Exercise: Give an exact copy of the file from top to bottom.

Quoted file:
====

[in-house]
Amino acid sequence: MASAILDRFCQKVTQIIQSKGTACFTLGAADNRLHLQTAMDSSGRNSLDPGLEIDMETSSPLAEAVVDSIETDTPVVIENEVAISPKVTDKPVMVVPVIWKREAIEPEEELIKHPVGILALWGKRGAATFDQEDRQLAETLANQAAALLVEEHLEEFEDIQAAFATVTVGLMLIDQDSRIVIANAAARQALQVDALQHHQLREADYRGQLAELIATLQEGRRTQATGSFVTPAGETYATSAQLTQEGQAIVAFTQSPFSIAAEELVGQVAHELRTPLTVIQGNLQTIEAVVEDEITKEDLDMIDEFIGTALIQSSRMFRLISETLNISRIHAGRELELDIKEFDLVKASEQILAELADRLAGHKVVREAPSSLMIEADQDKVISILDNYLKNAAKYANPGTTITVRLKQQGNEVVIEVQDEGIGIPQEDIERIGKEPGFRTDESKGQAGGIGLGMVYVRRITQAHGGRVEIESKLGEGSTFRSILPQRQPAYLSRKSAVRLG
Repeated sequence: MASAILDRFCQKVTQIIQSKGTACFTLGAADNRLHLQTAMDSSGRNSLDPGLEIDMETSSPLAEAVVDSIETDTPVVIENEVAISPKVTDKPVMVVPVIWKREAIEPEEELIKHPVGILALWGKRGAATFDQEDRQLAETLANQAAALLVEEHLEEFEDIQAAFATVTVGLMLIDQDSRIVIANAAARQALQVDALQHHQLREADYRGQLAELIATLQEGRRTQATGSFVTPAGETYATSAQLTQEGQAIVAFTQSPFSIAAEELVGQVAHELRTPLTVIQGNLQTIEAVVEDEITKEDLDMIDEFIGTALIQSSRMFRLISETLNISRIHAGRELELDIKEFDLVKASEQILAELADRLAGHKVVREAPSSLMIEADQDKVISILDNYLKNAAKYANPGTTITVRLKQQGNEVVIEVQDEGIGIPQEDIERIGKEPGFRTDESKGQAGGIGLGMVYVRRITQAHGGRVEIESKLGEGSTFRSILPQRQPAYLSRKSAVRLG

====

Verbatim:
[in-house]
Amino acid sequence: MASAILDRFCQKVTQIIQSKGTACFTLGAADNRLHLQTAMDSSGRNSLDPGLEIDMETSSPLAEAVVDSIETDTPVVIENEVAISPKVTDKPVMVVPVIWKREAIEPEEELIKHPVGILALWGKRGAATFDQEDRQLAETLANQAAALLVEEHLEEFEDIQAAFATVTVGLMLIDQDSRIVIANAAARQALQVDALQHHQLREADYRGQLAELIATLQEGRRTQATGSFVTPAGETYATSAQLTQEGQAIVAFTQSPFSIAAEELVGQVAHELRTPLTVIQGNLQTIEAVVEDEITKEDLDMIDEFIGTALIQSSRMFRLISETLNISRIHAGRELELDIKEFDLVKASEQILAELADRLAGHKVVREAPSSLMIEADQDKVISILDNYLKNAAKYANPGTTITVRLKQQGNEVVIEVQDEGIGIPQEDIERIGKEPGFRTDESKGQAGGIGLGMVYVRRITQAHGGRVEIESKLGEGSTFRSILPQRQPAYLSRKSAVRLG
Repeated sequence: MASAILDRFCQKVTQIIQSKGTACFTLGAADNRLHLQTAMDSSGRNSLDPGLEIDMETSSPLAEAVVDSIETDTPVVIENEVAISPKVTDKPVMVVPVIWKREAIEPEEELIKHPVGILALWGKRGAATFDQEDRQLAETLANQAAALLVEEHLEEFEDIQAAFATVTVGLMLIDQDSRIVIANAAARQALQVDALQHHQLREADYRGQLAELIATLQEGRRTQATGSFVTPAGETYATSAQLTQEGQAIVAFTQSPFSIAAEELVGQVAHELRTPLTVIQGNLQTIEAVVEDEITKEDLDMIDEFIGTALIQSSRMFRLISETLNISRIHAGRELELDIKEFDLVKASEQILAELADRLAGHKVVREAPSSLMIEADQDKVISILDNYLKNAAKYANPGTTITVRLKQQGNEVVIEVQDEGIGIPQEDIERIGKEPGFRTDESKGQAGGIGLGMVYVRRITQAHGGRVEIESKLGEGSTFRSILPQRQPAYLSRKSAVRLG